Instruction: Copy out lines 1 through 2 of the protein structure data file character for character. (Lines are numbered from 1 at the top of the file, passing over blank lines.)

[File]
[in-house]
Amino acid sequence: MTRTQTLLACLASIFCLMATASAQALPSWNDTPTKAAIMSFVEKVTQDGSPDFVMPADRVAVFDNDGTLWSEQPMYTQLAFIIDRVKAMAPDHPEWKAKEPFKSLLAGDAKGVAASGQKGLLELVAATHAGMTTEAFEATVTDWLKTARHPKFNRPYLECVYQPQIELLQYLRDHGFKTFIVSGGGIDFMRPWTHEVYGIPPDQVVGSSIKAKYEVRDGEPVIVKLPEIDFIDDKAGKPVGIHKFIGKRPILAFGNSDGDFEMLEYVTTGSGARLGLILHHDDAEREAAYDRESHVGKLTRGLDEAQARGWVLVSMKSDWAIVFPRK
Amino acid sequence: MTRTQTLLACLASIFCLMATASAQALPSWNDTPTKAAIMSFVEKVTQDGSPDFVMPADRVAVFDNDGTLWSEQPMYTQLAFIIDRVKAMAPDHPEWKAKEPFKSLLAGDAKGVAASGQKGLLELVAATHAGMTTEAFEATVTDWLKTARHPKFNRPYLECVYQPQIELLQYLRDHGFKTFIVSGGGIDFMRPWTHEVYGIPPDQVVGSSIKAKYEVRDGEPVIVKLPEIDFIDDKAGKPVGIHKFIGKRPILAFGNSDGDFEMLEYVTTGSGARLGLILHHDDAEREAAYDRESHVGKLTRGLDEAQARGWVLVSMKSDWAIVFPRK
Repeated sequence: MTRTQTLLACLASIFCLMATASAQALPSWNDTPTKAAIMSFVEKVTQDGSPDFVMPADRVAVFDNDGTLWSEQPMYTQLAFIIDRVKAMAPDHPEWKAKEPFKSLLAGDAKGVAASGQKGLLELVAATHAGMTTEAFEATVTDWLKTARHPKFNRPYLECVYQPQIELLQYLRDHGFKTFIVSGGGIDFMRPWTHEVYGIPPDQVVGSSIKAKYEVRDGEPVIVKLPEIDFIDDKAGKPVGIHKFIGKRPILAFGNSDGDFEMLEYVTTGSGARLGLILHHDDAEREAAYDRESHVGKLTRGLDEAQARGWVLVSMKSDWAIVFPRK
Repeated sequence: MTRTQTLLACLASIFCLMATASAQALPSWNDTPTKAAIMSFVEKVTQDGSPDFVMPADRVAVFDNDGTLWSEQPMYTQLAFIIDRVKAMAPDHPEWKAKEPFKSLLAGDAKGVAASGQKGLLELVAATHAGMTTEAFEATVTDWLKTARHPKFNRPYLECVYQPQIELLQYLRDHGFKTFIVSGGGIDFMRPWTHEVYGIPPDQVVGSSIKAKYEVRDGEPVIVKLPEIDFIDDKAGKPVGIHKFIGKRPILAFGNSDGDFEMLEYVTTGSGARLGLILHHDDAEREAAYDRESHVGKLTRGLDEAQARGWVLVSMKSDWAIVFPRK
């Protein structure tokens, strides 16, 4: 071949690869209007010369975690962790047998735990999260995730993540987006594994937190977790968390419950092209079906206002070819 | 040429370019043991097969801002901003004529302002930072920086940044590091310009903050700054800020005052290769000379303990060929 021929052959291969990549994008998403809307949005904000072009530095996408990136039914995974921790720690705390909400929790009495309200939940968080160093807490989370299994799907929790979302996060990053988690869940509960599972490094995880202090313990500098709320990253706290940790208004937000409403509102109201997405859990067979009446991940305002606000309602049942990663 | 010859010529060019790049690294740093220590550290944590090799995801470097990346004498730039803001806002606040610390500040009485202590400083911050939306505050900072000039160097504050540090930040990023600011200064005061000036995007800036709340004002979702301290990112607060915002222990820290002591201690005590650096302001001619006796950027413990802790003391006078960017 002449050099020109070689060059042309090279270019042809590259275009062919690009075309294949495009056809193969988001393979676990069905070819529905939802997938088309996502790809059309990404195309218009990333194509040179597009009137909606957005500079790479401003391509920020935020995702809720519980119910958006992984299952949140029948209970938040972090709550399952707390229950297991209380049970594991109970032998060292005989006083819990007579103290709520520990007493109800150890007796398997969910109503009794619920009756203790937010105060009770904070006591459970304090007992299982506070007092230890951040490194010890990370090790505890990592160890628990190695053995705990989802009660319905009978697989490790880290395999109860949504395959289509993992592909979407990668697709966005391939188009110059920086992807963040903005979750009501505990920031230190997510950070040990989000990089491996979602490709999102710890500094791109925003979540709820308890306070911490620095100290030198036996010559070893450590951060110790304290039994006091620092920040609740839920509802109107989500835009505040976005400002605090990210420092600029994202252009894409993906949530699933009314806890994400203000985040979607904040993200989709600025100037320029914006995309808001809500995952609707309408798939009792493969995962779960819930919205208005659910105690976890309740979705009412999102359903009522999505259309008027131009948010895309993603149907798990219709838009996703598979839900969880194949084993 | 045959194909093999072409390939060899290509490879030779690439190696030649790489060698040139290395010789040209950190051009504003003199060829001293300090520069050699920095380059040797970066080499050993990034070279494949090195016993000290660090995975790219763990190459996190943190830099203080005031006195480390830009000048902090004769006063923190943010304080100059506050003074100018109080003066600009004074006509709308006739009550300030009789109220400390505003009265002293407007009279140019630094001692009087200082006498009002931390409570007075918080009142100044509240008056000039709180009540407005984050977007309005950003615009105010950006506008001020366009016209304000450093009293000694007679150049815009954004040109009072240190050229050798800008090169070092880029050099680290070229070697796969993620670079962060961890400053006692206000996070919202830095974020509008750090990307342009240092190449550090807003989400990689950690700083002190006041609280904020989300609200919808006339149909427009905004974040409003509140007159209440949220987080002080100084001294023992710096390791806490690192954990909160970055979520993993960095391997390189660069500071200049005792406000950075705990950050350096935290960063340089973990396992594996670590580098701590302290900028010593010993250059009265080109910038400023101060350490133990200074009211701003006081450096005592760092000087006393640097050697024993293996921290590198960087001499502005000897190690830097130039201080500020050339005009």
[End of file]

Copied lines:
[in-house]
Amino acid sequence: MTRTQTLLACLASIFCLMATASAQALPSWNDTPTKAAIMSFVEKVTQDGSPDFVMPADRVAVFDNDGTLWSEQPMYTQLAFIIDRVKAMAPDHPEWKAKEPFKSLLAGDAKGVAASGQKGLLELVAATHAGMTTEAFEATVTDWLKTARHPKFNRPYLECVYQPQIELLQYLRDHGFKTFIVSGGGIDFMRPWTHEVYGIPPDQVVGSSIKAKYEVRDGEPVIVKLPEIDFIDDKAGKPVGIHKFIGKRPILAFGNSDGDFEMLEYVTTGSGARLGLILHHDDAEREAAYDRESHVGKLTRGLDEAQARGWVLVSMKSDWAIVFPRK